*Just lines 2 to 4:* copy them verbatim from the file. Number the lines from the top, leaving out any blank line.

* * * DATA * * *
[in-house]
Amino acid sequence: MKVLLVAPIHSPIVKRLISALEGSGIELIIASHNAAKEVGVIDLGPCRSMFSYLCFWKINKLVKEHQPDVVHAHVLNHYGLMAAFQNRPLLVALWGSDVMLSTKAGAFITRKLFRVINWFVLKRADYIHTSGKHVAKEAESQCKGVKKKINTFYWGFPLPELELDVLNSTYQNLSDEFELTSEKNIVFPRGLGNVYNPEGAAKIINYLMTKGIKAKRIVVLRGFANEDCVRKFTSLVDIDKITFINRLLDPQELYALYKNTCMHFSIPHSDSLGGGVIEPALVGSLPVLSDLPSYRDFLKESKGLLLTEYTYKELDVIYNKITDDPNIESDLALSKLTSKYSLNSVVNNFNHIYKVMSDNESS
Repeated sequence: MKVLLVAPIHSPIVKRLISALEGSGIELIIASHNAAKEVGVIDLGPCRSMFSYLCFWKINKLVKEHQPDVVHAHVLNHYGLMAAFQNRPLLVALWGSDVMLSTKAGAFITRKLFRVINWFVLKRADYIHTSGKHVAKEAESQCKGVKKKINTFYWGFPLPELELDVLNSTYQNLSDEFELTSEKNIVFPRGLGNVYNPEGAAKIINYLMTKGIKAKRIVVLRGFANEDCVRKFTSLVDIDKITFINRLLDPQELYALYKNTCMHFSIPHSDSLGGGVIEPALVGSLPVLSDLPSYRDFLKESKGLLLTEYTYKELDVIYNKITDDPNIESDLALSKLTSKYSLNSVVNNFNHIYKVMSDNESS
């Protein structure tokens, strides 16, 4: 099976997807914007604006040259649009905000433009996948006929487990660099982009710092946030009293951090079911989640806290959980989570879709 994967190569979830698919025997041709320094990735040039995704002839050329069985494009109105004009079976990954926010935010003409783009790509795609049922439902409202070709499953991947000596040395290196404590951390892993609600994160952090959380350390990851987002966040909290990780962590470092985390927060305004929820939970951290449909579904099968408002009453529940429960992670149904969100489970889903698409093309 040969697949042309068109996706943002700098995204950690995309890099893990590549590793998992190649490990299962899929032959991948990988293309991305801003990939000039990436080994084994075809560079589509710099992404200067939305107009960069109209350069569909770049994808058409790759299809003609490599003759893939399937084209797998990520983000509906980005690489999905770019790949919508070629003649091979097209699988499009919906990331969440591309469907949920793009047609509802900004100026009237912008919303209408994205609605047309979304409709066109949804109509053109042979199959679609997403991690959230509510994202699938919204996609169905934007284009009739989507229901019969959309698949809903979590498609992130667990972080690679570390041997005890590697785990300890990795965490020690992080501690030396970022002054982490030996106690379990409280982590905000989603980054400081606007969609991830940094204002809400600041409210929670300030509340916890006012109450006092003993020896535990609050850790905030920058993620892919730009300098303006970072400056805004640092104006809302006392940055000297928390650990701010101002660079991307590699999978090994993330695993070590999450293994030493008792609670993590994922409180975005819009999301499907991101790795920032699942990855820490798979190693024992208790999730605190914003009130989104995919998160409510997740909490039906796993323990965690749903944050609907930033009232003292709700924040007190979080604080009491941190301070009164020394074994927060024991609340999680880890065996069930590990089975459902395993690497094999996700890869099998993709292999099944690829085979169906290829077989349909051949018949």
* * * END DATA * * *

Amino acid sequence: MKVLLVAPIHSPIVKRLISALEGSGIELIIASHNAAKEVGVIDLGPCRSMFSYLCFWKINKLVKEHQPDVVHAHVLNHYGLMAAFQNRPLLVALWGSDVMLSTKAGAFITRKLFRVINWFVLKRADYIHTSGKHVAKEAESQCKGVKKKINTFYWGFPLPELELDVLNSTYQNLSDEFELTSEKNIVFPRGLGNVYNPEGAAKIINYLMTKGIKAKRIVVLRGFANEDCVRKFTSLVDIDKITFINRLLDPQELYALYKNTCMHFSIPHSDSLGGGVIEPALVGSLPVLSDLPSYRDFLKESKGLLLTEYTYKELDVIYNKITDDPNIESDLALSKLTSKYSLNSVVNNFNHIYKVMSDNESS
Repeated sequence: MKVLLVAPIHSPIVKRLISALEGSGIELIIASHNAAKEVGVIDLGPCRSMFSYLCFWKINKLVKEHQPDVVHAHVLNHYGLMAAFQNRPLLVALWGSDVMLSTKAGAFITRKLFRVINWFVLKRADYIHTSGKHVAKEAESQCKGVKKKINTFYWGFPLPELELDVLNSTYQNLSDEFELTSEKNIVFPRGLGNVYNPEGAAKIINYLMTKGIKAKRIVVLRGFANEDCVRKFTSLVDIDKITFINRLLDPQELYALYKNTCMHFSIPHSDSLGGGVIEPALVGSLPVLSDLPSYRDFLKESKGLLLTEYTYKELDVIYNKITDDPNIESDLALSKLTSKYSLNSVVNNFNHIYKVMSDNESS
């Protein structure tokens, strides 16, 4: 099976997807914007604006040259649009905000433009996948006929487990660099982009710092946030009293951090079911989640806290959980989570879709 994967190569979830698919025997041709320094990735040039995704002839050329069985494009109105004009079976990954926010935010003409783009790509795609049922439902409202070709499953991947000596040395290196404590951390892993609600994160952090959380350390990851987002966040909290990780962590470092985390927060305004929820939970951290449909579904099968408002009453529940429960992670149904969100489970889903698409093309 040969697949042309068109996706943002700098995204950690995309890099893990590549590793998992190649490990299962899929032959991948990988293309991305801003990939000039990436080994084994075809560079589509710099992404200067939305107009960069109209350069569909770049994808058409790759299809003609490599003759893939399937084209797998990520983000509906980005690489999905770019790949919508070629003649091979097209699988499009919906990331969440591309469907949920793009047609509802900004100026009237912008919303209408994205609605047309979304409709066109949804109509053109042979199959679609997403991690959230509510994202699938919204996609169905934007284009009739989507229901019969959309698949809903979590498609992130667990972080690679570390041997005890590697785990300890990795965490020690992080501690030396970022002054982490030996106690379990409280982590905000989603980054400081606007969609991830940094204002809400600041409210929670300030509340916890006012109450006092003993020896535990609050850790905030920058993620892919730009300098303006970072400056805004640092104006809302006392940055000297928390650990701010101002660079991307590699999978090994993330695993070590999450293994030493008792609670993590994922409180975005819009999301499907991101790795920032699942990855820490798979190693024992208790999730605190914003009130989104995919998160409510997740909490039906796993323990965690749903944050609907930033009232003292709700924040007190979080604080009491941190301070009164020394074994927060024991609340999680880890065996069930590990089975459902395993690497094999996700890869099998993709292999099944690829085979169906290829077989349909051949018949």